Regression mixture models have been increasingly applied in the social and behavioral sciences as a method for identifying differential effects of predictors on outcomes. Although the typical specification of this approach is sensitive to violations of distributional assumptions, alternative methods for capturing the number of differential effects have been shown to be robust. Yet, there is still a need to better describe differential effects that exist when using regression mixture models. This study tests a new approach that uses sets of classes (called differential effects sets) to simultaneously model differential effects and account for nonnormal error distributions. Monte Carlo simulations are used to examine the performance of the approach. The number of classes needed to represent departures from normality is shown to be dependent on the degree of skew. The use of differential effects sets reduced bias in parameter estimates. Applied analyses demonstrated the implementation of the approach for describing differential effects of parental health problems on adolescent body mass index using differential effects sets approach. Findings support the usefulness of the approach, which overcomes the limitations of previous approaches for handling nonnormal errors.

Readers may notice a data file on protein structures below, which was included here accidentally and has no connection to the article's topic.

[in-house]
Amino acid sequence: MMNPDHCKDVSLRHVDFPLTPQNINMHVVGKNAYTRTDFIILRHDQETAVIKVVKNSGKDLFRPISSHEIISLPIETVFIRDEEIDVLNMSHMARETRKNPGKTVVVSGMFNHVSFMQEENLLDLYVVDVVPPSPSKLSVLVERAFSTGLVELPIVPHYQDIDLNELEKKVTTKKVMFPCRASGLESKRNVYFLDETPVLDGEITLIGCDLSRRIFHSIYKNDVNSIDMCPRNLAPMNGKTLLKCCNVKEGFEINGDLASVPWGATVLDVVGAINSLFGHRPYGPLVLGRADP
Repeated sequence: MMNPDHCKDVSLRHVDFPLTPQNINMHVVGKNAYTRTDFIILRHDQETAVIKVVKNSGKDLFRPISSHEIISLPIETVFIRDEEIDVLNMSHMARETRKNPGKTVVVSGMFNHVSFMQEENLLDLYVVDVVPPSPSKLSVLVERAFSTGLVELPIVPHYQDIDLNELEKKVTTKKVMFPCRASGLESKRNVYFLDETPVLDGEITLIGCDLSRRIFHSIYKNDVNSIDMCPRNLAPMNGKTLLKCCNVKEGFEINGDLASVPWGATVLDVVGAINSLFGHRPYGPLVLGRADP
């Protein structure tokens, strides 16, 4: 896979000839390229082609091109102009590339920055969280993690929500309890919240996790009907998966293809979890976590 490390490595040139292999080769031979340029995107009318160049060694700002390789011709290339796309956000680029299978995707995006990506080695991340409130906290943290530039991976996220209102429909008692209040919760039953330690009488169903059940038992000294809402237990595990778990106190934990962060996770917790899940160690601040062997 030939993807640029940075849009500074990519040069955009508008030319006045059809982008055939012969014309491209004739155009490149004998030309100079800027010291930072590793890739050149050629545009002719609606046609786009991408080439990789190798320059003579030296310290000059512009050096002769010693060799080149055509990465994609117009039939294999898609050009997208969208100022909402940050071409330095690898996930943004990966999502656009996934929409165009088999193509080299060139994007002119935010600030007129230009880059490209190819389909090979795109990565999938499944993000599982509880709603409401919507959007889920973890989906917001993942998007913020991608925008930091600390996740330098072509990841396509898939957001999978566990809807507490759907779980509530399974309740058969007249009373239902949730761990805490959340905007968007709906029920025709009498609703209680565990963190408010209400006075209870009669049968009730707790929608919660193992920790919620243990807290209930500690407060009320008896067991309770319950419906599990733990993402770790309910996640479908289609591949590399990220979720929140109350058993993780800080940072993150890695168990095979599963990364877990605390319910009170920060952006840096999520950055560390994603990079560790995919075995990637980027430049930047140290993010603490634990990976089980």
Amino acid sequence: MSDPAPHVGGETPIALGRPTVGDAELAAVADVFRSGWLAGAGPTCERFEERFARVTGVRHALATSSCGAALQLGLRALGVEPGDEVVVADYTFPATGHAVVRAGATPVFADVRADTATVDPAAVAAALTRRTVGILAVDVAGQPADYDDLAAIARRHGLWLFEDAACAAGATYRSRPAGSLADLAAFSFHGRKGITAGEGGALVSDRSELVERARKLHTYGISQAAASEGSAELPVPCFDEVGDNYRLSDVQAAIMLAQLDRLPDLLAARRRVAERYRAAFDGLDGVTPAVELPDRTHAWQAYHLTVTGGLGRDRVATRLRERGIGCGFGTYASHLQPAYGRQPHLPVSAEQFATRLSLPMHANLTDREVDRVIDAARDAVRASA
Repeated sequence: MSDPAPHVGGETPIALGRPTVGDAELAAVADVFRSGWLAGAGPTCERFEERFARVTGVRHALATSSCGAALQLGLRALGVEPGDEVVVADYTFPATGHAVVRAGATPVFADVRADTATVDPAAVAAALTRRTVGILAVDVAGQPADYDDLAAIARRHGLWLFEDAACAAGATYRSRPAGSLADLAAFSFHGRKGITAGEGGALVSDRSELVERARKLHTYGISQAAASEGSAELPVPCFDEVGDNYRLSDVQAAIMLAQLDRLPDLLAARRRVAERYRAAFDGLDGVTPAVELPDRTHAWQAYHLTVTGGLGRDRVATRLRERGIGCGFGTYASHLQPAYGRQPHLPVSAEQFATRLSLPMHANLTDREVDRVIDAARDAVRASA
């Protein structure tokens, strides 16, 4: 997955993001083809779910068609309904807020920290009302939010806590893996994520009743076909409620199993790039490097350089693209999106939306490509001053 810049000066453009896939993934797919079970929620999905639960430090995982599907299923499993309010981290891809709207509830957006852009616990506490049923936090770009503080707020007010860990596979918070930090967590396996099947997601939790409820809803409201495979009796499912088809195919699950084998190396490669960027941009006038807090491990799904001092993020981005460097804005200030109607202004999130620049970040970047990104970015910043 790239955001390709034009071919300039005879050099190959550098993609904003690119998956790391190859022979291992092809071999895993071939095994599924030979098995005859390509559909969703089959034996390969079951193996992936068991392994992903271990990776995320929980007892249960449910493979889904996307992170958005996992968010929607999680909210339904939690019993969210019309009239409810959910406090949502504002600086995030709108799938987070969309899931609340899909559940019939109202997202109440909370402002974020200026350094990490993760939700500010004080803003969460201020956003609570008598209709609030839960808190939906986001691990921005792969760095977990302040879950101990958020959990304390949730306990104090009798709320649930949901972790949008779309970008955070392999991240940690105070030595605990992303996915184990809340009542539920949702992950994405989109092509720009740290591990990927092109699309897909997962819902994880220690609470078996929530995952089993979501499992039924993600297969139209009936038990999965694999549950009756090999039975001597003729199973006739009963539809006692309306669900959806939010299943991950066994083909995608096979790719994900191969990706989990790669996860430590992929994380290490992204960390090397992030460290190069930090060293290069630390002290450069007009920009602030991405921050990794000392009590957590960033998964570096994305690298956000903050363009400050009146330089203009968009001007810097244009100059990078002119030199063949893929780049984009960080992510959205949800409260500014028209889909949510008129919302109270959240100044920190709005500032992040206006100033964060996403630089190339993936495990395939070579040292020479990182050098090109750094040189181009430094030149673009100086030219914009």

ASJC Scopus subject areas
- Experimental and Cognitive Psychology
- Statistics and Probability
- Arts and Humanities (miscellaneous)